File permissions and user groups in Linux

File permissions and user groups in Linux
Photo by Gabriel Heinzer / Unsplash

Introduction to the concept of users and groups was a natural step towards the division of resources and operating system functions among individuals and their tasks. Each user is provided with a personalized working environment, including elements such as:

  • A command shell process with personalized settings from profiles.
  • File system paths with user-accessible directories, including the home directory.
  • Machine hardware resources defined or constrained through cgroups.

And some others. Of course, users with similar access needs are conveniently grouped together, as is typically done. Therefore, access rights to an operating system object—such as a file or device—are evaluated for three categories:

  • The user who created the object.
  • The group associated with the object.
  • All other users and groups.

The rights themselves are also defined by three actions, each with a letter and a numerical alias:

  • Read — r or 4
  • Write — w or 2
  • Execute — x or 1

Thus, the access control map in Linux takes the form of a basic 3x3 matrix, which can be seen in a line-by-line form using the ls -l command:

ls -l /usr/bin/zgrep
-rwxr-xr-x 1 root root 5942 Apr 1 22:28 /usr/bin/zgrep

Here it is shown that the file /usr/bin/zgrep is owned by root and associated with the root group. The owner has all rights to the file—read, write, and execute—while the associated group has only read and execute permissions, and all others can only read and execute this file. Letter designations for permissions can also be used in the chmod program to set access rights:

chmod g+w /usr/bin/zgrep
ls -l /usr/bin/zgrep
-rwxrwxr-x 1 root root 5942 Apr 1 22:28 /usr/bin/zgrep

The permissions have changed—now the associated group can write data to this file. However, more commonly, permission notation is used in the form of a three-digit number, where the first digit represents the owner's rights, the second digit represents the associated group's rights, and the third digit represents the rights of all others. Digital permission codes are cumulative if users and groups are given multiple permissions.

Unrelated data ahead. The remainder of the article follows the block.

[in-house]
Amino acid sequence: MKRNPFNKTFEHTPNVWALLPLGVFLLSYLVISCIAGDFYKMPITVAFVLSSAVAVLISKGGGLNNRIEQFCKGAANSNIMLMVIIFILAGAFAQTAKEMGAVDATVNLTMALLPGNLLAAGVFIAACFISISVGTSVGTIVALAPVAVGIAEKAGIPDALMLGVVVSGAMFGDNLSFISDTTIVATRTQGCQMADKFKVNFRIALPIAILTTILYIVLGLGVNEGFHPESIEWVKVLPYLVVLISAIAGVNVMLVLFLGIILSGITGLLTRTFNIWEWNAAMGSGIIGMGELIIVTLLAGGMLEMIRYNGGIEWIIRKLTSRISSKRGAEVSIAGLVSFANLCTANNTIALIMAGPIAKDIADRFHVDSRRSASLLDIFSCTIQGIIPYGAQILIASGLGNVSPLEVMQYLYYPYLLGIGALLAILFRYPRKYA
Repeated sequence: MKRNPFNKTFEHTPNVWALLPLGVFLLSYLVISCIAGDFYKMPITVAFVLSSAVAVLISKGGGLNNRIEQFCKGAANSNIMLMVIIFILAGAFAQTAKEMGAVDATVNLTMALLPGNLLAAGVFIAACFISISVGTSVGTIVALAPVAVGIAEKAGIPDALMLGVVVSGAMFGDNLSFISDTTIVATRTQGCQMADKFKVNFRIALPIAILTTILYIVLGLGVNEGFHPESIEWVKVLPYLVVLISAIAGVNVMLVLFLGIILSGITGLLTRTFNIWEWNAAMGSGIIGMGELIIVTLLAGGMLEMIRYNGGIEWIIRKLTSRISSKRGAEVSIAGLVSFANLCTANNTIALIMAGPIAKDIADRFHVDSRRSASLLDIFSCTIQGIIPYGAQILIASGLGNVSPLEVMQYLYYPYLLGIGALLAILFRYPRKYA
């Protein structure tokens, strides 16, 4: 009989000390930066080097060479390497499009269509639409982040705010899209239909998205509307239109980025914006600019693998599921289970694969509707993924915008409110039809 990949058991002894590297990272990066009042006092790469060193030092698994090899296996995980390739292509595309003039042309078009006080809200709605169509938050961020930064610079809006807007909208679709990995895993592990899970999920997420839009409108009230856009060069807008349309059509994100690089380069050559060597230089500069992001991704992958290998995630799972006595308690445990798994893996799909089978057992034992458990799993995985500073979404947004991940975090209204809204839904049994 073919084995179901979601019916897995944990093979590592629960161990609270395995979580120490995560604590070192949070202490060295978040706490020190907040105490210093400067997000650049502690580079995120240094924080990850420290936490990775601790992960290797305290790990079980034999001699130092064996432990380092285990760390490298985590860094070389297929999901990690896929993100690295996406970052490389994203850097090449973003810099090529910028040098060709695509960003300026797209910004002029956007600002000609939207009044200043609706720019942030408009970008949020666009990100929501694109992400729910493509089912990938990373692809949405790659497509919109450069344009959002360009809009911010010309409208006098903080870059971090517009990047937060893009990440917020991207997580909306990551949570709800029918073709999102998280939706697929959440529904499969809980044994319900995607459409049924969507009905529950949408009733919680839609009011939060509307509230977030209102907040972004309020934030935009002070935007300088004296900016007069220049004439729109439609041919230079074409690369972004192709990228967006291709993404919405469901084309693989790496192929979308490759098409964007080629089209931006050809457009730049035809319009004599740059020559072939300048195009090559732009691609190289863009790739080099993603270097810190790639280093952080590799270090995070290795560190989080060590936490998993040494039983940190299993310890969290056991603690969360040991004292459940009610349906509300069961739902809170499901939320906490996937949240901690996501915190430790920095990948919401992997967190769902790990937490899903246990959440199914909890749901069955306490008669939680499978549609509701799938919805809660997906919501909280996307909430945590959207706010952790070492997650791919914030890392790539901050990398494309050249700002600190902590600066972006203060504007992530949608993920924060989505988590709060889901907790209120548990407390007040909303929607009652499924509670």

chmod 755 /usr/bin/zgrep
ls -l /usr/bin/zgrep
-rwxr-xr-x 1 root root 5942 Apr 1 22:28 /usr/bin/zgrep

Here, the associated group has been deprived of its previous write permission. A group provides all its members with access to the operating system objects with which it is associated.

ls -l /dev/sdb
brw-rw---- 1 root disk 8, 16 May 1 21:26 /dev/sdb

Here, the file of the second drive is associated with the "disk" group, which has been granted read and write permissions to this file. Therefore, for the ability to work directly with this drive (for example, to create a partition), it is sufficient for the user to be a member of the "disk" group. Typically, in the operating system, a certain number of groups are already formed, providing access to drives, graphics cards, buses, binaries, and are named "disk," "video," "usb," and by the names of programs. To find out which files are associated with a group, you can use the search:

find / -mount -group locate

Next, the creation of a new group, adding a user to this group, removing a user from the group, and deleting the group itself will be demonstrated:

groupadd new_grp
gpasswd -a root new_grp